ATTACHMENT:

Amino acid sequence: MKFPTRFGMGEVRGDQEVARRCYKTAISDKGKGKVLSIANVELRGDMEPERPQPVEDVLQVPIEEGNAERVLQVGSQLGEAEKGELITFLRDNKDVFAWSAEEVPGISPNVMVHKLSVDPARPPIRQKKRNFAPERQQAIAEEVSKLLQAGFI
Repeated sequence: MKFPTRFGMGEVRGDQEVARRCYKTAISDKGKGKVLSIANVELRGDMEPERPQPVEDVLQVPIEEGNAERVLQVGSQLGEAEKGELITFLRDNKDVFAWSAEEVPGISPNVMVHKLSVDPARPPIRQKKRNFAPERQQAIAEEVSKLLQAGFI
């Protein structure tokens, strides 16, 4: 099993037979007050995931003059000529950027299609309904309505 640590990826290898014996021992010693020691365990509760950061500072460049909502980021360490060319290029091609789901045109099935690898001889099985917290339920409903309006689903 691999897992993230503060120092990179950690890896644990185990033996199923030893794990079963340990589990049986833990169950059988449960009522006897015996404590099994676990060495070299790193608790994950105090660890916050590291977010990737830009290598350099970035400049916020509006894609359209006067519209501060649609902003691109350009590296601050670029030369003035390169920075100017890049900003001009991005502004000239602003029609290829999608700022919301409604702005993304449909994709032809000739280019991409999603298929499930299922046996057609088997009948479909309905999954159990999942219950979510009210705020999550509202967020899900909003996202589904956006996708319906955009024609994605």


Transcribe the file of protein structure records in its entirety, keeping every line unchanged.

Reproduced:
Amino acid sequence: MKFPTRFGMGEVRGDQEVARRCYKTAISDKGKGKVLSIANVELRGDMEPERPQPVEDVLQVPIEEGNAERVLQVGSQLGEAEKGELITFLRDNKDVFAWSAEEVPGISPNVMVHKLSVDPARPPIRQKKRNFAPERQQAIAEEVSKLLQAGFI
Repeated sequence: MKFPTRFGMGEVRGDQEVARRCYKTAISDKGKGKVLSIANVELRGDMEPERPQPVEDVLQVPIEEGNAERVLQVGSQLGEAEKGELITFLRDNKDVFAWSAEEVPGISPNVMVHKLSVDPARPPIRQKKRNFAPERQQAIAEEVSKLLQAGFI
């Protein structure tokens, strides 16, 4: 099993037979007050995931003059000529950027299609309904309505 640590990826290898014996021992010693020691365990509760950061500072460049909502980021360490060319290029091609789901045109099935690898001889099985917290339920409903309006689903 691999897992993230503060120092990179950690890896644990185990033996199923030893794990079963340990589990049986833990169950059988449960009522006897015996404590099994676990060495070299790193608790994950105090660890916050590291977010990737830009290598350099970035400049916020509006894609359209006067519209501060649609902003691109350009590296601050670029030369003035390169920075100017890049900003001009991005502004000239602003029609290829999608700022919301409604702005993304449909994709032809000739280019991409999603298929499930299922046996057609088997009948479909309905999954159990999942219950979510009210705020999550509202967020899900909003996202589904956006996708319906955009024609994605």